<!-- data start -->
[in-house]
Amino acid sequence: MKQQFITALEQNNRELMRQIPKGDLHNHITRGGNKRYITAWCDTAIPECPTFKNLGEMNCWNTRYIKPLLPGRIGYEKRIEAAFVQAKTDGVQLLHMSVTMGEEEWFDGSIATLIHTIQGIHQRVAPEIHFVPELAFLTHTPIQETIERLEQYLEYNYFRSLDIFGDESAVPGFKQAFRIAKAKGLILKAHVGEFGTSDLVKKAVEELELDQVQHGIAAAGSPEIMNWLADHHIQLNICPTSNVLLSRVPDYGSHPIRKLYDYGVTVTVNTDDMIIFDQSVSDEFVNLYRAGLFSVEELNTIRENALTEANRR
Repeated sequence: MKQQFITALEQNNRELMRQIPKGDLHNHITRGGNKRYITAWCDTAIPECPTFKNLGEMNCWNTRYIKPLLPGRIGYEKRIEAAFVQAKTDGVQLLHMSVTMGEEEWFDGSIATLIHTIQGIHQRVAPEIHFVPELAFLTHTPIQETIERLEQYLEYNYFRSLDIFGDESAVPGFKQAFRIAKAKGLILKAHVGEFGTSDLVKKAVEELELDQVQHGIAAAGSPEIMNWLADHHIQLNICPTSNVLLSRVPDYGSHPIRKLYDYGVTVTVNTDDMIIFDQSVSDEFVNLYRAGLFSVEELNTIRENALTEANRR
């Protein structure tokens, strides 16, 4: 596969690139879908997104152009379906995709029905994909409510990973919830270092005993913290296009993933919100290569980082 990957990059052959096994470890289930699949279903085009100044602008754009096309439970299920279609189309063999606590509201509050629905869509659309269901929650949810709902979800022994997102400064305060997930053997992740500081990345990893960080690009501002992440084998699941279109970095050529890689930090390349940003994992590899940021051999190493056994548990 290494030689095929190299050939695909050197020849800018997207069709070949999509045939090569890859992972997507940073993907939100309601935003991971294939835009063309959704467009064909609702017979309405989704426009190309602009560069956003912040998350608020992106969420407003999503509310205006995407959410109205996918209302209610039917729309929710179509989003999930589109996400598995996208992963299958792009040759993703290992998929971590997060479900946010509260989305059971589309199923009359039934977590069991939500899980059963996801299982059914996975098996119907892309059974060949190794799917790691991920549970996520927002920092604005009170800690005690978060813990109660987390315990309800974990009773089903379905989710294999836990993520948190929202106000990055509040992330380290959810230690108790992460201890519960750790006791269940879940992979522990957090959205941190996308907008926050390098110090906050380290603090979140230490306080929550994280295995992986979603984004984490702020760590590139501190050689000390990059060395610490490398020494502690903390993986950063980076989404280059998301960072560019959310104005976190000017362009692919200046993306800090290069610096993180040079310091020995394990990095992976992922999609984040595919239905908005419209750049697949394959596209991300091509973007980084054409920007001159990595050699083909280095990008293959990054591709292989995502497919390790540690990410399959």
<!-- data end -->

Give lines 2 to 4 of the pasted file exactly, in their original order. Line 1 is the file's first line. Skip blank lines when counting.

Amino acid sequence: MKQQFITALEQNNRELMRQIPKGDLHNHITRGGNKRYITAWCDTAIPECPTFKNLGEMNCWNTRYIKPLLPGRIGYEKRIEAAFVQAKTDGVQLLHMSVTMGEEEWFDGSIATLIHTIQGIHQRVAPEIHFVPELAFLTHTPIQETIERLEQYLEYNYFRSLDIFGDESAVPGFKQAFRIAKAKGLILKAHVGEFGTSDLVKKAVEELELDQVQHGIAAAGSPEIMNWLADHHIQLNICPTSNVLLSRVPDYGSHPIRKLYDYGVTVTVNTDDMIIFDQSVSDEFVNLYRAGLFSVEELNTIRENALTEANRR
Repeated sequence: MKQQFITALEQNNRELMRQIPKGDLHNHITRGGNKRYITAWCDTAIPECPTFKNLGEMNCWNTRYIKPLLPGRIGYEKRIEAAFVQAKTDGVQLLHMSVTMGEEEWFDGSIATLIHTIQGIHQRVAPEIHFVPELAFLTHTPIQETIERLEQYLEYNYFRSLDIFGDESAVPGFKQAFRIAKAKGLILKAHVGEFGTSDLVKKAVEELELDQVQHGIAAAGSPEIMNWLADHHIQLNICPTSNVLLSRVPDYGSHPIRKLYDYGVTVTVNTDDMIIFDQSVSDEFVNLYRAGLFSVEELNTIRENALTEANRR
């Protein structure tokens, strides 16, 4: 596969690139879908997104152009379906995709029905994909409510990973919830270092005993913290296009993933919100290569980082 990957990059052959096994470890289930699949279903085009100044602008754009096309439970299920279609189309063999606590509201509050629905869509659309269901929650949810709902979800022994997102400064305060997930053997992740500081990345990893960080690009501002992440084998699941279109970095050529890689930090390349940003994992590899940021051999190493056994548990 290494030689095929190299050939695909050197020849800018997207069709070949999509045939090569890859992972997507940073993907939100309601935003991971294939835009063309959704467009064909609702017979309405989704426009190309602009560069956003912040998350608020992106969420407003999503509310205006995407959410109205996918209302209610039917729309929710179509989003999930589109996400598995996208992963299958792009040759993703290992998929971590997060479900946010509260989305059971589309199923009359039934977590069991939500899980059963996801299982059914996975098996119907892309059974060949190794799917790691991920549970996520927002920092604005009170800690005690978060813990109660987390315990309800974990009773089903379905989710294999836990993520948190929202106000990055509040992330380290959810230690108790992460201890519960750790006791269940879940992979522990957090959205941190996308907008926050390098110090906050380290603090979140230490306080929550994280295995992986979603984004984490702020760590590139501190050689000390990059060395610490490398020494502690903390993986950063980076989404280059998301960072560019959310104005976190000017362009692919200046993306800090290069610096993180040079310091020995394990990095992976992922999609984040595919239905908005419209750049697949394959596209991300091509973007980084054409920007001159990595050699083909280095990008293959990054591709292989995502497919390790540690990410399959």